Data items

We collected data on study characteristics, extent of resection and post-operative functional outcomes. Study characteristics included year of publication, country of primary affiliation, study design, duration of patient recruitment and total number of patients recruited. For EoR, we collected the author defined EoR. We recorded both how and when EoR was ascertained. Resections were classified into the following groups: partial resection (PR), subtotal resection (STR), gross total resection (GTR) and supratotal resection (SpTR) according to author-defined subcategories on EoR.

Any objective measurement of a pre-defined postoperative functional outcome stratified by EoR was recorded. Pre-defined post-operative functional outcomes were as follows: performance status, quality of life, neurocognition and time taken to return to work. All included studies were comprehensively searched for time points of outcome acquisition and instruments used to measure each individual outcome (supplementary materials).

Risk of bias assessment

We based our risk of bias assessment on the Newcastle–Ottawa Scale (NOS) for observational studies [13]. The risk of bias within each individual study was independently assessed at the time of data extraction. A senior reviewer was delegated for mediation in the event of disagreement that could not be resolved following discussion between reviewers. Certainty assessment was not applicable to this review. We used funnel plots and Egger’s test to assess publication bias.

Synthesis methods & statistical analysis

We identified studies of moderate to high quality (NOS > 6) for meta-analysis. Where there were four or more studies reporting the same functional outcome at a uniform timepoint, results were summarized in our meta-analysis. If the proportion of patients was reported, then we meta-analyzed the proportions per EoR groups. We planned not to meta-analyze effect size because of anticipated study design heterogeneity. Results for studies included in qualitative analysis were presented in tables. Forest plots were used to illustrate the results of studies included in meta-analysis. For each outcome of interest, the proportion and its respective 95% confidence interval (CI) were calculated using a DerSimonian-Laird random effects model. We used I-squared (I2) and Tau-squared (τ2) statistics to assess heterogeneity. No subgroup analyses were planned to explore study heterogeneity. No sensitivity analyses were planned to assess the robustness of the synthesized results. We used R software version 4.1.2 using packages ‘meta’ (version 5.5–0) and ‘metafor’ (version 3.4–0) for our analyses [14].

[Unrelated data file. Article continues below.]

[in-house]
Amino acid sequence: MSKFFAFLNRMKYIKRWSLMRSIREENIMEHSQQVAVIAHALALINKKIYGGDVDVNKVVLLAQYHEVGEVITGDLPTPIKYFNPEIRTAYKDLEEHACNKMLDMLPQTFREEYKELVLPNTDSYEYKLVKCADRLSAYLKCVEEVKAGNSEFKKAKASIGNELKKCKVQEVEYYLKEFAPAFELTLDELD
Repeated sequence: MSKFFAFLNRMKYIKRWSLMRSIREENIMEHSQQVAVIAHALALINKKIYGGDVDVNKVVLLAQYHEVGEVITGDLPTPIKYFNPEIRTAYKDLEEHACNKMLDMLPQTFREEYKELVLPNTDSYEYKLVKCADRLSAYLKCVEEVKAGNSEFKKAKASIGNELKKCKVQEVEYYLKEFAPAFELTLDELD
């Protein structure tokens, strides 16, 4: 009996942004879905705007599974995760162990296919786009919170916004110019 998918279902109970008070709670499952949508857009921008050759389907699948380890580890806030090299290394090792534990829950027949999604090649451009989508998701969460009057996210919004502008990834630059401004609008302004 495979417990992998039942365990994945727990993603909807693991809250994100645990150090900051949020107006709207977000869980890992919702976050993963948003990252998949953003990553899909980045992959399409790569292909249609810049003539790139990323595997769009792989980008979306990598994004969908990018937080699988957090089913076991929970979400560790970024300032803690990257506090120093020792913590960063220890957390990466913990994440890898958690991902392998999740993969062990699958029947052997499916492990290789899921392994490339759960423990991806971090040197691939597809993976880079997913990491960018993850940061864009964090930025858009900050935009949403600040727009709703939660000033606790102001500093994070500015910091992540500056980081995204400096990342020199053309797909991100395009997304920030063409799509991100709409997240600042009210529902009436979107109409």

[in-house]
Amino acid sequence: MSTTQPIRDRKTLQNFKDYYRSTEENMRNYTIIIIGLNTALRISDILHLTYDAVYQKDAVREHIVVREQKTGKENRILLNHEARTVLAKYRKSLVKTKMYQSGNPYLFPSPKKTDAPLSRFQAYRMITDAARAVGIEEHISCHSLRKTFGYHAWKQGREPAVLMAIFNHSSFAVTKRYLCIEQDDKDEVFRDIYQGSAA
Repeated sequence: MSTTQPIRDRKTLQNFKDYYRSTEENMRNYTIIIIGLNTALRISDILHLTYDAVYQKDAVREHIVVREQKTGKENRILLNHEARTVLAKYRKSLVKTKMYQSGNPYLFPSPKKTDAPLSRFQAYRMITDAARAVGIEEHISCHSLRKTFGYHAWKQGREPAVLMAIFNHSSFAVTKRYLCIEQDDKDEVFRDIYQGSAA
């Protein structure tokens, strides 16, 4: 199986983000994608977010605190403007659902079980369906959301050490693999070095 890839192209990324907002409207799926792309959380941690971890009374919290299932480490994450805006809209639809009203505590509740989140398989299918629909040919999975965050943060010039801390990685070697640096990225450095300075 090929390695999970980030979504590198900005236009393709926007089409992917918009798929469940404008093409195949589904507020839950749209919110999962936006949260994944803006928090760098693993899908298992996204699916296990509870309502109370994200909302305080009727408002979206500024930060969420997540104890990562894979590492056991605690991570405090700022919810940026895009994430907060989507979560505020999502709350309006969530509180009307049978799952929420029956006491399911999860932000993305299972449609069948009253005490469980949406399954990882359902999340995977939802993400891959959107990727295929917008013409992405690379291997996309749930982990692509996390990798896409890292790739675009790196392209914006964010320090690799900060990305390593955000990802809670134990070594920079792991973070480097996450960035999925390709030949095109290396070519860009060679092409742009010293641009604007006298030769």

There were 1,183 records retrieved from our search, of which seven eligible studies of 234 adults with DLGG reporting functional outcome after surgical resection were included in this review [15,16,17,18,19,20] (Fig. 1). Study demographics and characteristics are shown (Table 1). One study reported two independent cohorts in one study with outcome separately available for each cohort [18]. The overall risk of bias as measured by the Newcastle–Ottawa Scale in all included studies was low (Table 2).

Fig. 1
figure 1

Flow chart of database searching strategy detailing the report selection procedure as outlined in the Preferred Reporting Items for Systematic Reviews and Meta-Analyses 2020 guideline

Table 1 Observational studies of post-operative functional outcomes stratified by extent of resection in patients with diffuse low-grade glioma
Table 2 Overall Newcastle–Ottawa score & quality assessment scores